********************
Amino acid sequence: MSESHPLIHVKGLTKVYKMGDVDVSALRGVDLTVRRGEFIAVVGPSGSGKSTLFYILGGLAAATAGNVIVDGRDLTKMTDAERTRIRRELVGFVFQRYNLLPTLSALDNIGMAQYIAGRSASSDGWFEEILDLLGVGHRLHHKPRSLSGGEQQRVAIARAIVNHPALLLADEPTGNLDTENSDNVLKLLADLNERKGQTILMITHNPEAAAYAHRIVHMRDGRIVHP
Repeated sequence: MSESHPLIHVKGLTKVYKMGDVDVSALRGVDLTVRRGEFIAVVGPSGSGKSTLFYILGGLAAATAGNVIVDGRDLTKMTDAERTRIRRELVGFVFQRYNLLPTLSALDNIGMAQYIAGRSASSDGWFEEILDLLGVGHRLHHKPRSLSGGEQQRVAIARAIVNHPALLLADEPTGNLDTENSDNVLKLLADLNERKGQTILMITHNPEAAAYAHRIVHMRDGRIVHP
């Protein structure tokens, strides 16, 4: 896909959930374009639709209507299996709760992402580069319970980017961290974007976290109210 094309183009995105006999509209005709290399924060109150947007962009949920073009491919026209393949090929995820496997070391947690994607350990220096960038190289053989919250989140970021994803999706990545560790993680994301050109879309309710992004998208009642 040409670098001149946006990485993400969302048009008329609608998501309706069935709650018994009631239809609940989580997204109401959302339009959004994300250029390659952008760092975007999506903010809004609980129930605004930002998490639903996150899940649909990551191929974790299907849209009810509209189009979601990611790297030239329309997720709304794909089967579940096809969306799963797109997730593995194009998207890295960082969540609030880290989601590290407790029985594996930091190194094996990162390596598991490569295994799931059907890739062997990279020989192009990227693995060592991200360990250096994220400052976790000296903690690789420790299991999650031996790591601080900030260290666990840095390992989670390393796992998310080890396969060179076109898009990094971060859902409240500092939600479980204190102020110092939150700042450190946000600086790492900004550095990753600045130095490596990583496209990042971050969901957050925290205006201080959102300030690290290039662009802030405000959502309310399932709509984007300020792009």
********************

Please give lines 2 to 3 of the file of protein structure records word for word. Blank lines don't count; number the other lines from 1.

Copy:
Repeated sequence: MSESHPLIHVKGLTKVYKMGDVDVSALRGVDLTVRRGEFIAVVGPSGSGKSTLFYILGGLAAATAGNVIVDGRDLTKMTDAERTRIRRELVGFVFQRYNLLPTLSALDNIGMAQYIAGRSASSDGWFEEILDLLGVGHRLHHKPRSLSGGEQQRVAIARAIVNHPALLLADEPTGNLDTENSDNVLKLLADLNERKGQTILMITHNPEAAAYAHRIVHMRDGRIVHP
């Protein structure tokens, strides 16, 4: 896909959930374009639709209507299996709760992402580069319970980017961290974007976290109210 094309183009995105006999509209005709290399924060109150947007962009949920073009491919026209393949090929995820496997070391947690994607350990220096960038190289053989919250989140970021994803999706990545560790993680994301050109879309309710992004998208009642 040409670098001149946006990485993400969302048009008329609608998501309706069935709650018994009631239809609940989580997204109401959302339009959004994300250029390659952008760092975007999506903010809004609980129930605004930002998490639903996150899940649909990551191929974790299907849209009810509209189009979601990611790297030239329309997720709304794909089967579940096809969306799963797109997730593995194009998207890295960082969540609030880290989601590290407790029985594996930091190194094996990162390596598991490569295994799931059907890739062997990279020989192009990227693995060592991200360990250096994220400052976790000296903690690789420790299991999650031996790591601080900030260290666990840095390992989670390393796992998310080890396969060179076109898009990094971060859902409240500092939600479980204190102020110092939150700042450190946000600086790492900004550095990753600045130095490596990583496209990042971050969901957050925290205006201080959102300030690290290039662009802030405000959502309310399932709509984007300020792009």